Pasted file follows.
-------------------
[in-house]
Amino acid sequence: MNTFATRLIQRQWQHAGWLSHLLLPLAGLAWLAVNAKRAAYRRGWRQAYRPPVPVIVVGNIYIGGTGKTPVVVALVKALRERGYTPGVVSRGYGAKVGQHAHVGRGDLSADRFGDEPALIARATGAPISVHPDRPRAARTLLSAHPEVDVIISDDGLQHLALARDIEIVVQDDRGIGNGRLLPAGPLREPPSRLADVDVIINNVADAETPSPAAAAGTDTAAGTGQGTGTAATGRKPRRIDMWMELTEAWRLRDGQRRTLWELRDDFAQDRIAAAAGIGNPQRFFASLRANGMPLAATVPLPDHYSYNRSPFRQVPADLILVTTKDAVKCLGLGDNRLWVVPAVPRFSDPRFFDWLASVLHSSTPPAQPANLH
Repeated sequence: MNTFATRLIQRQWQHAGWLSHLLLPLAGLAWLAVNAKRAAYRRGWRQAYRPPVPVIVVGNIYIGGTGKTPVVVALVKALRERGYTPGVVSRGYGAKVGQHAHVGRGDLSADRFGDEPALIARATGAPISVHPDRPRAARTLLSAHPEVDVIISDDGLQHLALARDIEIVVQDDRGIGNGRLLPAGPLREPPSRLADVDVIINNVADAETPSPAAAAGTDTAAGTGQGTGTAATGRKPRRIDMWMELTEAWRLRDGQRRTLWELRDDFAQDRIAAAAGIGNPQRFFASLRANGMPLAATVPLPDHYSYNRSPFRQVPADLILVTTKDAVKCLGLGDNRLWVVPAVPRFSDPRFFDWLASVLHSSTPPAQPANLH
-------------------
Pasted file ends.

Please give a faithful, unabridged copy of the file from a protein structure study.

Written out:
[in-house]
Amino acid sequence: MNTFATRLIQRQWQHAGWLSHLLLPLAGLAWLAVNAKRAAYRRGWRQAYRPPVPVIVVGNIYIGGTGKTPVVVALVKALRERGYTPGVVSRGYGAKVGQHAHVGRGDLSADRFGDEPALIARATGAPISVHPDRPRAARTLLSAHPEVDVIISDDGLQHLALARDIEIVVQDDRGIGNGRLLPAGPLREPPSRLADVDVIINNVADAETPSPAAAAGTDTAAGTGQGTGTAATGRKPRRIDMWMELTEAWRLRDGQRRTLWELRDDFAQDRIAAAAGIGNPQRFFASLRANGMPLAATVPLPDHYSYNRSPFRQVPADLILVTTKDAVKCLGLGDNRLWVVPAVPRFSDPRFFDWLASVLHSSTPPAQPANLH
Repeated sequence: MNTFATRLIQRQWQHAGWLSHLLLPLAGLAWLAVNAKRAAYRRGWRQAYRPPVPVIVVGNIYIGGTGKTPVVVALVKALRERGYTPGVVSRGYGAKVGQHAHVGRGDLSADRFGDEPALIARATGAPISVHPDRPRAARTLLSAHPEVDVIISDDGLQHLALARDIEIVVQDDRGIGNGRLLPAGPLREPPSRLADVDVIINNVADAETPSPAAAAGTDTAAGTGQGTGTAATGRKPRRIDMWMELTEAWRLRDGQRRTLWELRDDFAQDRIAAAAGIGNPQRFFASLRANGMPLAATVPLPDHYSYNRSPFRQVPADLILVTTKDAVKCLGLGDNRLWVVPAVPRFSDPRFFDWLASVLHSSTPPAQPANLH